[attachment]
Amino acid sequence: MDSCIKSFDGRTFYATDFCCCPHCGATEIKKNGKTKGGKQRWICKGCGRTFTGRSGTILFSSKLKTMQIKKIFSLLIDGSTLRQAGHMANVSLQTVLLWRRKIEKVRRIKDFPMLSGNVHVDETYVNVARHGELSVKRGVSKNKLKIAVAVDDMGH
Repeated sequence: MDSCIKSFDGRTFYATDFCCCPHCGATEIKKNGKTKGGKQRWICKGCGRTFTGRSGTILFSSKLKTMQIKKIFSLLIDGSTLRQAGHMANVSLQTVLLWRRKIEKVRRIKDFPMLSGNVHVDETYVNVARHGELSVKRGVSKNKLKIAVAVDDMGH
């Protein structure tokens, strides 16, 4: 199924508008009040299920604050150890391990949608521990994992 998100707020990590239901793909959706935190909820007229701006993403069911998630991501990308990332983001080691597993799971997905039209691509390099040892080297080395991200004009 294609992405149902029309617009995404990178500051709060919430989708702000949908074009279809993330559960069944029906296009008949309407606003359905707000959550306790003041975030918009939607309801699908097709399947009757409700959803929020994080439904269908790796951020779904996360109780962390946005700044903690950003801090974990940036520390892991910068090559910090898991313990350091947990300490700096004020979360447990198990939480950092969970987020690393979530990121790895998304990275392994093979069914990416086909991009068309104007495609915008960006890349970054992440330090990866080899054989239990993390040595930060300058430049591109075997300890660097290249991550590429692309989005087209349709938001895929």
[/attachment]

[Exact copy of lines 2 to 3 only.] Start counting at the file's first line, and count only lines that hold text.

Repeated sequence: MDSCIKSFDGRTFYATDFCCCPHCGATEIKKNGKTKGGKQRWICKGCGRTFTGRSGTILFSSKLKTMQIKKIFSLLIDGSTLRQAGHMANVSLQTVLLWRRKIEKVRRIKDFPMLSGNVHVDETYVNVARHGELSVKRGVSKNKLKIAVAVDDMGH
């Protein structure tokens, strides 16, 4: 199924508008009040299920604050150890391990949608521990994992 998100707020990590239901793909959706935190909820007229701006993403069911998630991501990308990332983001080691597993799971997905039209691509390099040892080297080395991200004009 294609992405149902029309617009995404990178500051709060919430989708702000949908074009279809993330559960069944029906296009008949309407606003359905707000959550306790003041975030918009939607309801699908097709399947009757409700959803929020994080439904269908790796951020779904996360109780962390946005700044903690950003801090974990940036520390892991910068090559910090898991313990350091947990300490700096004020979360447990198990939480950092969970987020690393979530990121790895998304990275392994093979069914990416086909991009068309104007495609915008960006890349970054992440330090990866080899054989239990993390040595930060300058430049591109075997300890660097290249991550590429692309989005087209349709938001895929």